NGC 3324, a young star-forming region in the Carina Nebula, looks like mountains and valleys speckled with glittering stars

Credit: NASA, ESA, CSA, and STScI

'Just amazing': See the first images from the James Webb Space Telescope

Much-anticipated images from Hubble's successor show, in brilliant and startling detail, far corners of the unseen universe

If the hype weren't from NASA, you might think it hyperbole: "Never before seen images of the universe."

But an endeavor doesn't get any more cosmic than that of the $9.7 billion James Webb Space Telescope, which in December launched on a journey 1 million miles from Earth and today released its first batch of images from space. The full-color images show, in startling detail, corners of the unseen universe, from the star-speckled "mountains and valleys" of the young, star-forming region called NGC 3324, to the largest-ever mosaic of the millions of young stars in the galaxy cluster called Stephan's Quintet.

"We get these amazingly detailed images of distant galaxies and all these tiny little clumps and star clusters that just pop out that we could never see before. We're really seeing for the first time what galaxies looked like in the early universe."
Dan Coe, A&S '04 (MA), '07 (PhD)

"There were times when we weren't sure if things would work, but they're working spectacularly," says Dan Coe, A&S '04 (MA), '07 (PhD), an astronomer with the Space Telescope Science Institute and instrument scientist on Webb. "It's just amazing. It's blowing my mind.

"We get these amazingly detailed images of distant galaxies and all these tiny little clumps and star clusters that just pop out that we could never see before," he adds. "And so, we're really seeing for the first time what galaxies looked like in the early universe."

NASA teamed up with the European Space Agency and the Canadian Space Agency on Webb, a mission that NASA administrator Bill Nelson says will "fundamentally alter our understanding of the universe." The space telescope, Hubble's successor, will be able to see back in time, capturing images such as the first galaxies that formed after the big bang, and will offer much-more-detailed views of nebulas and star systems in the distant universe.

President Joe Biden on July 11 released the first image from Webb, of galaxy cluster SMACS 0723, known as Webb's First Deep Field, as it appeared 4.6 billion years ago. The image covers a patch of sky approximately the size of a grain of sand held at arm's length by someone on the ground "and reveals thousands of galaxies in a tiny sliver of vast universe," according to NASA.

Today, July 12, NASA released several more images during a live broadcast.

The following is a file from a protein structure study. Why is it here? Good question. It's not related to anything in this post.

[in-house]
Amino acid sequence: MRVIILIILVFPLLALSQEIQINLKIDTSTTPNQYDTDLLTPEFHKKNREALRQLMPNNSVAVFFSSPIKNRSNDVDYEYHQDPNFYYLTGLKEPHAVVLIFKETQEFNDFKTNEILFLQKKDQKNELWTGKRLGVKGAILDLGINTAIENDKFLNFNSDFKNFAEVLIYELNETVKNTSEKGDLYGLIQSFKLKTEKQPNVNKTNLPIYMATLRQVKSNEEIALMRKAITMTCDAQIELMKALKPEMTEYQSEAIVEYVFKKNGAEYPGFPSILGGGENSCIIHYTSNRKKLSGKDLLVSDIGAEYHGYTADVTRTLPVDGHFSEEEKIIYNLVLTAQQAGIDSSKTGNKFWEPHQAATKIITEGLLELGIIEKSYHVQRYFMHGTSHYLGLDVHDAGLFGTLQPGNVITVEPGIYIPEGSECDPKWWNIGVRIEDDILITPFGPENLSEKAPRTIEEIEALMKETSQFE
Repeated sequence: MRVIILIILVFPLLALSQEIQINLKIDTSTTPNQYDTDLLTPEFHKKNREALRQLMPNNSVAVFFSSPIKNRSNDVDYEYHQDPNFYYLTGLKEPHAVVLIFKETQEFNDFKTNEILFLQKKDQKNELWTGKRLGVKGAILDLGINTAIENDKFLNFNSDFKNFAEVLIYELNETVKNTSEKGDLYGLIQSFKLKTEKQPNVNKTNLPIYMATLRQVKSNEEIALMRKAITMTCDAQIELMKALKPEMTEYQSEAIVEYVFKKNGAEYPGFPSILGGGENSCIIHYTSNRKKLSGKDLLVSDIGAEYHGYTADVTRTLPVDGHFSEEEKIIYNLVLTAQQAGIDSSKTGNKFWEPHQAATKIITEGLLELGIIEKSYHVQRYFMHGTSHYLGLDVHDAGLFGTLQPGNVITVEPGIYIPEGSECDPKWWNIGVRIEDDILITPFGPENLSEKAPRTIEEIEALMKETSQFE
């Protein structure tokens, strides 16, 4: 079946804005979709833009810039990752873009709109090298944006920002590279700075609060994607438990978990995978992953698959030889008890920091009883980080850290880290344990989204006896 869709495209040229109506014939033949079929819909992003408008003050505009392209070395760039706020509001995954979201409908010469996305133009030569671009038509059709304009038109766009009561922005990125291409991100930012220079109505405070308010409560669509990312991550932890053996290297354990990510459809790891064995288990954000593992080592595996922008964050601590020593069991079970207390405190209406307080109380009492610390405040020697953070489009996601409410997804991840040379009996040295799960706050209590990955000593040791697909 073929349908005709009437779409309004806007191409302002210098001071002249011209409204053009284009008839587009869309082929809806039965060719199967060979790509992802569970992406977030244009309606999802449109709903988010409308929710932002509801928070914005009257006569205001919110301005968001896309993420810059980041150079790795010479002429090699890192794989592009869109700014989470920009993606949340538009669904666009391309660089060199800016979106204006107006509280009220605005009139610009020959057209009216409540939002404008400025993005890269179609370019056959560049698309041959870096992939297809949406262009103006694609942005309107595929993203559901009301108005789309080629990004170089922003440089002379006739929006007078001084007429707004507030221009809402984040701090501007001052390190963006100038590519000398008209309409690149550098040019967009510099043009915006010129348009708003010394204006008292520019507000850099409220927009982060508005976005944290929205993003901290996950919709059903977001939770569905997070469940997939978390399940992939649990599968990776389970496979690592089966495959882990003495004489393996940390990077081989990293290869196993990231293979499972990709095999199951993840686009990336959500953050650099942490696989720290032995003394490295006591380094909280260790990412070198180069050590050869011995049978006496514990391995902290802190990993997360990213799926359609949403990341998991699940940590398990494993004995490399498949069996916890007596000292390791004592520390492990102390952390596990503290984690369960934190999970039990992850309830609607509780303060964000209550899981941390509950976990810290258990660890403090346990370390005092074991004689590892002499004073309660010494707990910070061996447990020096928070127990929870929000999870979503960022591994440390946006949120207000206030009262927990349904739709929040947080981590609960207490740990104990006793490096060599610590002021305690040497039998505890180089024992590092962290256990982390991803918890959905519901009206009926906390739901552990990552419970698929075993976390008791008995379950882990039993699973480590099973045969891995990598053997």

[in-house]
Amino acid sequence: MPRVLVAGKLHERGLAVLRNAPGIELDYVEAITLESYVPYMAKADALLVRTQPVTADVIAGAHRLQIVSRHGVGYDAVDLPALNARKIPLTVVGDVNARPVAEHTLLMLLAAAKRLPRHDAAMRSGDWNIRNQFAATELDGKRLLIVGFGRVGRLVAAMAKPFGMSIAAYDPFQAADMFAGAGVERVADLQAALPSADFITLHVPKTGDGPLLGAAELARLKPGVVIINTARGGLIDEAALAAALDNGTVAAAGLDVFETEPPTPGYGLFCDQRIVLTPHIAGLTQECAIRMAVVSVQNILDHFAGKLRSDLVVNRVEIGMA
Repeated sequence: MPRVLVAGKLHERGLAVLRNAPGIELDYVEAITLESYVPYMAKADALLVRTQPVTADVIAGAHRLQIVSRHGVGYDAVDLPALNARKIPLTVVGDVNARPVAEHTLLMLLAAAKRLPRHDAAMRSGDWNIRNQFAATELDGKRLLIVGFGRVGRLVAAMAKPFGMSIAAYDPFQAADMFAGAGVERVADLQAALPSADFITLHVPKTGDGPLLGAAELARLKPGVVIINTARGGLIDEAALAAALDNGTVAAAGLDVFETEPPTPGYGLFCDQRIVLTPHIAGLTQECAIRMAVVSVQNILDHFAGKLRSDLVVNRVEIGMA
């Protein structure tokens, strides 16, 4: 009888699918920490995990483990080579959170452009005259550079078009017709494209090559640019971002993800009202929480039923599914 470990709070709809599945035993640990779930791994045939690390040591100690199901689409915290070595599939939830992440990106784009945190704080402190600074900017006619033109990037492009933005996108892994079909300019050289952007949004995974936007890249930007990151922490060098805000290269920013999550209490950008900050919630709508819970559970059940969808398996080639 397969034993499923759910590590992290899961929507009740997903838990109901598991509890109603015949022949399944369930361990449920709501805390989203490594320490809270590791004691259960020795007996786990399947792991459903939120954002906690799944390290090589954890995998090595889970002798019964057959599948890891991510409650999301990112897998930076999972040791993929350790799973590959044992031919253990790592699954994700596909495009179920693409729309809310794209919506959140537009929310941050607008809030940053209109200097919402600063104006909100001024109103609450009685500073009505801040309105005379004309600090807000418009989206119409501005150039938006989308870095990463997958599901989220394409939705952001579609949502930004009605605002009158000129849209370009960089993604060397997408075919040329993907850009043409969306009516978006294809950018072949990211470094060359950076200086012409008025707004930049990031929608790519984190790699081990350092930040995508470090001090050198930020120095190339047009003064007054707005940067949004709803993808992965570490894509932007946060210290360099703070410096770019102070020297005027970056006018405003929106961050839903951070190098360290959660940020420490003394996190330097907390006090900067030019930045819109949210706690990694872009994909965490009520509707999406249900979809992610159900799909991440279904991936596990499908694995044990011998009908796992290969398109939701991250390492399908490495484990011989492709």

"This is how the oxygen in our bodies was made—in stars, in galaxies," said Jane Rigby, Webb operations project scientist, in the telecast as she described an image of galaxies from more than 13 billion years ago.

Another image depicts an "extremely hot" exoplanet about the size of Jupiter located 1,000 light-years away, which has the "chemical fingerprint" of water vapor in its atmosphere, according to Knicole Colón, Webb deputy project scientist for exoplanet science. Future images from Webb will reveal more about planets in our own solar system, she says.

Space Telescope Science Institute scientist Stephanie LaMassa, A&S '08 (MA), '11 (PhD), a branch manager for Webb, describes the capture of these images as a remarkable achievement.

"Just the fact that this mission was decades in preparation and having a textbook-perfect launch. Just being involved in seeing all these different subsystems that need to work together—having 18 different individual mirror segments working as one—for all the instruments getting initial data and starting to process it and getting things working to the point where we could take these amazing images," she says. "It was a lot of work, people giving it their all for months on end."

The Space Telescope Science Institute, located on Johns Hopkins' Homewood campus in Baltimore, is operated by the Association of Universities for Research in Astronomy. It led the science operations for Hubble and is now doing the science and missions operations for Webb.

"From a scientific perspective, there is something about humanity that just really wants to know about where we are and to where we came from," LaMassa says. "And what we're going to learn from JWST is definitely going to feed into that and give us probably more questions—it always does—but also give us some answers that I think will only increase our awe and appreciation of the universe."

Coe emphasizes that this is only the beginning of what Webb will yield.

"Every observation that Webb makes for the first year has the potential to transform our understanding of the universe," he says. "For many years to come, we're going to be doing so many exciting things. We're going to answer so many questions and then, of course, we're going to have more questions that we never dreamed of. I'm just so excited."